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Dissertation Defense: Gut-brain Interactions in Food Reward

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Amber Burns

Dissertation Defense: Gut-brain Interactions in Food Reward

Amber Burns

Graduate Student, Translational Biology, Medicine, and Health
Graduate Research Assistant, DiFeliceantonio Lab, Fralin Biomedical Research Institute at VTC
Dec. 5, 2023 at 2:30 p.m.

About this Dissertation

Food choice and preference have been linked to post-ingestive consequences of food consumption. Many ultra-processed foods deliver calories rapidly and are highly rewarding. In literature surrounding substances of abuse, the speed at which a drug reaches the brain affects its abuse potential; this is known as the “rate hypothesis.” Here, Burns and the DiFeliceantonio Lab test whether the rate hypothesis of addiction may apply to food, specifically whether caloric availability, or the speed at which carbohydrate becomes available for use, contributes to food reward and preference. To do this, the team uses beverages with novel flavors mixed with either a slow metabolizing carbohydrate (maltodextrin and inulin; CS+Slow), a fast-metabolizing carbohydrate (sucrose; CS+Fast), or no carbohydrate (sucralose; CS-). Participants are given each of these drinks 6 times to consume (conditioning period). 2 of these consumption periods occur during in-lab sessions. In one session, blood glucose is measured over one hour post-consumption. In another, researchers perform indirect calorimetry to assess post-consumption changes in substrate oxidation rates. At the post-testing session, changes in self-reported liking, wanting, and ad libitum intake of each beverage are recorded. Brain response to each flavor cue (without calories) is measured using fMRI at the post-test. Burns and the lab team hypothesize the flavor paired with the CS+Fast will be the most liked, wanted, and consumed. The researchers expect greater BOLD activation to the CS+Fast relative to the CS+Slow and CS- in the nucleus accumbens and hypothalamus. This is an ongoing study and, here, Burns presents preliminary analysis of the data.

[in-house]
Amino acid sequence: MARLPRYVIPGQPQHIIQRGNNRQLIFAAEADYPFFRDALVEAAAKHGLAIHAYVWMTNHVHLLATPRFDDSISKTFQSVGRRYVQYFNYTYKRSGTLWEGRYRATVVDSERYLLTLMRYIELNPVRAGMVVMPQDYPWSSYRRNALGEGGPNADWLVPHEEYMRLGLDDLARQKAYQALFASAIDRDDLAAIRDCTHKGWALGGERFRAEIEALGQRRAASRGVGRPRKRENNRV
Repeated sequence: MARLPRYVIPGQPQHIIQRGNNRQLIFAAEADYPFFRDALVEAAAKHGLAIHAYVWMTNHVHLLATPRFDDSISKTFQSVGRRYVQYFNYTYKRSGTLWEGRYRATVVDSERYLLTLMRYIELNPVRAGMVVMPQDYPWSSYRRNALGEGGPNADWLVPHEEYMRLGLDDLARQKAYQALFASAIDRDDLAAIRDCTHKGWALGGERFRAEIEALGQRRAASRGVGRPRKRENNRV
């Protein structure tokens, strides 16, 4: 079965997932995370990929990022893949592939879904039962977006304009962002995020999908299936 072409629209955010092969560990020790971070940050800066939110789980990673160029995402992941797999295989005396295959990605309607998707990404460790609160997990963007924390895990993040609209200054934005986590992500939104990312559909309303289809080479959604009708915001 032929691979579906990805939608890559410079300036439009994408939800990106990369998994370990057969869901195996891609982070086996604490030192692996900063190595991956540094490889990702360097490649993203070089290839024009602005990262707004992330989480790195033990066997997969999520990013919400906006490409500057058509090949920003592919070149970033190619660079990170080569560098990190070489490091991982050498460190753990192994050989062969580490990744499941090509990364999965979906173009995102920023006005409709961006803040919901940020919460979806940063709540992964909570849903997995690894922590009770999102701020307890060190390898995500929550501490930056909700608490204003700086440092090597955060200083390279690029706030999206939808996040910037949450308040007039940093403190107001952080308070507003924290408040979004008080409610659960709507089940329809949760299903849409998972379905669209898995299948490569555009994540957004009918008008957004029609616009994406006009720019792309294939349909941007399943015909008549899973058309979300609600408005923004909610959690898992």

More About the Candidate and Project


Virginia Tech, Translational Biology, Medicine, and Health, Ph.D. Candidate

Tennessee Tech University, B.S., Psychology


Graduate Research Assistant, DiFeliceantonio Lab, Fralin Biomedical Research Institute at VTC


Alexandra DiFeliceantonio, Ph.D., Assistant Professor, Fralin Biomedical Research Institute at VTC

Committee Members

  • Brenda Davy, Ph.D., RDN, Professor, Department of Human Nutrition, Foods, and Exercise, College of Agriculture and Life Sciences, Virginia Tech
  • Pearl Chiu, Ph.D., Professor, Fralin Biomedical Research Institute at VTC
  • Benjamin Katz, Ph.D., Associate Professor, Department of Human Development and Family Science, College of Liberal Arts and Human Sciences, Virginia Tech
  • Alexandra Hanlon, Ph.D., Professor of Practice, Driector of the Center for Biostatistics and Health Data Science, Department of Statistics, College of Science, Virginia Tech

Quddos F, Hubshman Z, Tegge A, Sane D, Marti E, Kablinger AS, Gatchalian KM, Kelly AL, DiFeliceantonio AG, Bickel WK. Semaglutide and Tirzepatide reduce alcohol consumption in individuals with obesity. Sci Rep. 2023 Nov 28;13(1):20998. doi: 10.1038/s41598-023-48267-2. PMID: 38017205.

Kelly, A. L., Baugh, M. E., Oster, M. E., & DiFeliceantonio, A. G. (2022). The impact of caloric availability on eating behavior and ultra-processed food reward. Appetite, 178, 106274.